a first-rate chance to talk Abolitionism, but
bro;t.er-in-law never opened his mouth.
' 'Jake,' sez I, 'you be on hand al dinner
j lime,' and he was. He had been workin'
in the medder all the forenoon it was as
hot as hickory and bilin' pitch, and but
I leave the rest to your own imagina
tion. "Wall, in the afternoon, brother in-law
came cp to me madder than a short tailed
bull in hornet lime.
" 'Moae ,' sez he, 'I want to speak to you,'
" 'Sing it out,' sez I.
" 'I han't but few words to say, sez he
'bat if that ere confounded nigger comes to
the table while I'm stopping here I'll clear
"Jake ate bis supper in the kitchen that
night, but from that day to this I never
heard my brother-in law open bis bead
about Abolitionism. When the emancipa
tion proclamation was issued I thought
he'd let out some, but he didn't, for he
know that Jake was still working on the
Libert? or thic Ballot Illustrated.
The following delectable conversation is re
ported in the Louisville Derzocrat as having
taken place in one of the townships during
the late Kentucky election :
Voter I want to vote.
Judge Are you a loyal man ?
V. I am.
J In favor of suppressing the rebellion
by a vit-orous prosecution of ihe war ?
V. f am.
J. In favor of voting men and money to
prosecute the war ?
V. I am.
J. Are you in Jfavor of supporting the
Federal Administration and the enforce
ment of its laws ?
V No sir; I am opposed to the policy of
the present ad rrir.ist ration.
J Are you willing to take this oath ?
(handing him Col- Foster's oath.)
V. Yes, sir; I will take that oath.
J. Are yon willing to take an oath in ad
dition to support the present administration
ar.d the enforcement of its laws ?
V. No, sir; I will not take such an oath.
J. Then sir, you cannot rote here.
V. I will take an oath prescribed by the
Constitution and laws of Kentucky. I only
want to cast one vote, and that for 'Colonel
J. .You cin't vote here, sir; ar.d so help
me God, no man shall vote here to-day
without he is willing to swear that he will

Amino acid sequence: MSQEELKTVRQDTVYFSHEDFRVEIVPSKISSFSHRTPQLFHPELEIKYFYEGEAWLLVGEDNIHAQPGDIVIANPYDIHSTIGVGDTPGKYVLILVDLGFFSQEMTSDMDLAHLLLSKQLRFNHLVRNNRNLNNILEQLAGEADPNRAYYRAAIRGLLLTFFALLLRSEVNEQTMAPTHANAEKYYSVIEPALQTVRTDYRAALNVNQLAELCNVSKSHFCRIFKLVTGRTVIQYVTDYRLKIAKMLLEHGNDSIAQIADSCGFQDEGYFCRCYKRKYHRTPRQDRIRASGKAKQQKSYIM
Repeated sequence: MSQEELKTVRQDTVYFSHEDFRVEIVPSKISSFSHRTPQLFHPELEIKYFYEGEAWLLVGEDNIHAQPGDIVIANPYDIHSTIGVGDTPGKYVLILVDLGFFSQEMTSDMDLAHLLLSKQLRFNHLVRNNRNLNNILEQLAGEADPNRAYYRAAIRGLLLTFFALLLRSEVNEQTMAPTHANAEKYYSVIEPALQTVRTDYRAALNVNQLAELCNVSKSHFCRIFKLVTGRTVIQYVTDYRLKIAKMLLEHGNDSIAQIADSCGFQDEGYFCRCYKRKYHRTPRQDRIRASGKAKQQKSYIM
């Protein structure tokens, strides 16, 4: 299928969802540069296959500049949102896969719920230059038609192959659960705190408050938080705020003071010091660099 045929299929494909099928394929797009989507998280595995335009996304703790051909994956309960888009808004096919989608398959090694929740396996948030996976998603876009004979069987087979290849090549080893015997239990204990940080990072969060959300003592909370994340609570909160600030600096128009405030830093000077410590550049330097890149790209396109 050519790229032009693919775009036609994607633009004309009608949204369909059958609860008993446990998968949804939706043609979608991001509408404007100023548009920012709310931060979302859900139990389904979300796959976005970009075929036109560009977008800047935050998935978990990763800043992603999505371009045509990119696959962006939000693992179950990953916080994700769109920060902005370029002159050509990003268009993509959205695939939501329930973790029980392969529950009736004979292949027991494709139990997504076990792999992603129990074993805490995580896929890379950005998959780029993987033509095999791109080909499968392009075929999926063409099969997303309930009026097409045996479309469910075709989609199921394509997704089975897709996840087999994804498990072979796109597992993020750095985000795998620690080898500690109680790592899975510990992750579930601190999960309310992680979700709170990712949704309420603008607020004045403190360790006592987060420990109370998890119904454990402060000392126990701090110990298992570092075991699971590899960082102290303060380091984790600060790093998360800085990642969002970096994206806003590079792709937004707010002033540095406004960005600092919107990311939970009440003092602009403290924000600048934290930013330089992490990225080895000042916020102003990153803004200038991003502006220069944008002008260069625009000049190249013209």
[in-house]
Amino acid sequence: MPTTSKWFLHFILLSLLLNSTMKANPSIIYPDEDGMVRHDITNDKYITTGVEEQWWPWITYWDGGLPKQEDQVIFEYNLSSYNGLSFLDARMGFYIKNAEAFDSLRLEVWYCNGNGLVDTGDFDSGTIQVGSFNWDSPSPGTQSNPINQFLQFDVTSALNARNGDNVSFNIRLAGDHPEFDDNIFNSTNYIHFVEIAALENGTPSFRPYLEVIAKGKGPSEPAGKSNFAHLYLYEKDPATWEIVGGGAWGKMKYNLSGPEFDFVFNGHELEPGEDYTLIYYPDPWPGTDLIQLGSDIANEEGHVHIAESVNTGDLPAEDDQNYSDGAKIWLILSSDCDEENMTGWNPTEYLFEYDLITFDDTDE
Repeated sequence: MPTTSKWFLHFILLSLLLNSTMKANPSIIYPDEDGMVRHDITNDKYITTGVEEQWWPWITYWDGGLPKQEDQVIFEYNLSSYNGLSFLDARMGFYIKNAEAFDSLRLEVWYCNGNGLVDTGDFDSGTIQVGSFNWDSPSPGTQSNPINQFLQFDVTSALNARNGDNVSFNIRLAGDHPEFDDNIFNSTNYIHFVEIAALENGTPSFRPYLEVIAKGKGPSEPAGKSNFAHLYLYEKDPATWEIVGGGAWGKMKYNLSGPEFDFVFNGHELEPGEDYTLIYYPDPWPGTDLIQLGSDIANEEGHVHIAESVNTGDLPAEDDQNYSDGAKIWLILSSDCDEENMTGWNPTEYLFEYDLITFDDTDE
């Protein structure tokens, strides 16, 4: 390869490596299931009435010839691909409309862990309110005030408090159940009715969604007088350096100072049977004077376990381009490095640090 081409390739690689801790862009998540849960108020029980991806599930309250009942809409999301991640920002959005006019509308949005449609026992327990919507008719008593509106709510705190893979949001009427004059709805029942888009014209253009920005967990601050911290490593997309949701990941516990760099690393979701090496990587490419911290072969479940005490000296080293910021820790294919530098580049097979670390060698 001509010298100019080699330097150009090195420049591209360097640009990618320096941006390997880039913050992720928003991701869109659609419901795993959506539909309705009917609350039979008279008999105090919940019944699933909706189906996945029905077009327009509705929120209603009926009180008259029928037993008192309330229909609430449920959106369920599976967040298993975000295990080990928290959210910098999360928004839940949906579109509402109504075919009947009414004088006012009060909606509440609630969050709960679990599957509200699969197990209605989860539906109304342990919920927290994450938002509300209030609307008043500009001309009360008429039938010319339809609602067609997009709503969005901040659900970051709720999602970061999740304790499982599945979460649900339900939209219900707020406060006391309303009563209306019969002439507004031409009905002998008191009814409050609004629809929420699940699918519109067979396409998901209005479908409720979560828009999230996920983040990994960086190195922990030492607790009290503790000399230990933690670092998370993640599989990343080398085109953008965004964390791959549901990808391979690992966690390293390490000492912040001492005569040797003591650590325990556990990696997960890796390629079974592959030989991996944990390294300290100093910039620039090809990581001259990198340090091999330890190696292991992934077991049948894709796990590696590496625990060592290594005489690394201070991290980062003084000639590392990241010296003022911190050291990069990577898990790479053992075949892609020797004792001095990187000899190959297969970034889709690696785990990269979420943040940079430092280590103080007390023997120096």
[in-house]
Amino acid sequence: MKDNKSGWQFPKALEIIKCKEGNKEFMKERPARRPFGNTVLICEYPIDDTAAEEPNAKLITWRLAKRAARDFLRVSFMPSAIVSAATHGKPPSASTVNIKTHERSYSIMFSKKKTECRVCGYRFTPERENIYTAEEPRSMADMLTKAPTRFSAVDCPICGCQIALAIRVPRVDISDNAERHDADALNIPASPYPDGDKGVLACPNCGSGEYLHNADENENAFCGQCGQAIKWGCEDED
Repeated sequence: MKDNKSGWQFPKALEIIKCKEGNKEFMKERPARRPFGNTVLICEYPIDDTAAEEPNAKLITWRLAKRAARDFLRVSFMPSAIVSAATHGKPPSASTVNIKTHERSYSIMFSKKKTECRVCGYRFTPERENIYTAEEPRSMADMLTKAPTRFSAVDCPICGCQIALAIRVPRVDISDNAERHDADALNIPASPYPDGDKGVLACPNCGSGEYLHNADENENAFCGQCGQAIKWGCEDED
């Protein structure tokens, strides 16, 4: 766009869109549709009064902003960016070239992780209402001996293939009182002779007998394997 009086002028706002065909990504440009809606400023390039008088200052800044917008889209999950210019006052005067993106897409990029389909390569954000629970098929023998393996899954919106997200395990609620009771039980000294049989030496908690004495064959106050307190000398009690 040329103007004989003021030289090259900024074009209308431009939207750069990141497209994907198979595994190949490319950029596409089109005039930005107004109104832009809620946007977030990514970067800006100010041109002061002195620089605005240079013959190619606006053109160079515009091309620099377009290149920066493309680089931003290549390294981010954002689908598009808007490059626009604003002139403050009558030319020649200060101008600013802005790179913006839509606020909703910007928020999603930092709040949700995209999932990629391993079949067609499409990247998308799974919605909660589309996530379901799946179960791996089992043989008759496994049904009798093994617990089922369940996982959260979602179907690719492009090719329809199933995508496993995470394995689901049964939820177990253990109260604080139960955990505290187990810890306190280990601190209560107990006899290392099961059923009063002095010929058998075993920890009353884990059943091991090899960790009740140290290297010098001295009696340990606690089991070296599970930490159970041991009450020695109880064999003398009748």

support the present administration.
2d V. Judge, will you please inform us,
sir, where you get your authority to require
such an oath as that to be administered ?
J. Thai's my business, sir, and if you
don't leave bete I will fine you.
An Irishman once riding to market with
a sack of potatoes before him seeing that
tbe horse was getting tired, dismounted,
put the potatoes on his own sholders, and
again mounted, saying. "It is better that
be should carry the pailaties, as he was
fresher than the poor baste."
CP-JUDGE WOODWARD IS A CITIZEN
OF UNIMPEACHABLE CHARACTER.AN
ABLE JURIST, AND A PATRIOTIC GEN
TLEMAN." Philadelphia Inquirer, June 18,
1863, Republican piper)
This is a good endorsement of the Dem
ocratic candidate ior Governor, coming as
it does fiom one of the most influential
Republican journals of the State.
"Halloo my little man," said a gentle
man from a wiudow in the second story in
hia mansion, to a little urchin passing by,
who was gazing up with much apparent
wonder; "I guess you think there is a little
heaven op here, don't yoa bub?" "Well,
yes sir. I should, if I hadn't seen the devi
stick his head out of the window."
Two Doilas per Annum.
A flij Inclination,
I was acquainted with a well-disposed
young geptleman of large fortune, whoaa
j only fault was the habit of swearing such
I a habit that ha often declared that he would
I n ,.a nf m frt rt tl na In n nl .,.1 nf It Tlt.a
,C. nail U.0 IUIIUIIO i" fec I J VI I. M. 1110
desire came to tbe ears of a Quaker, who
thereuporshad an interview with the young
gentleman, and said :
"I can core thee of that bad habit."
Whereupon the youth caught hold of the
Quaker's band and gave it a. hearty shake
"How can you perform that miracle ?"
"I can tall ihee, I have heard that Jthou
art just my size ; nobody will know thee
thou shall come to my house, pat on the
cocked hat, the coal without buttons, the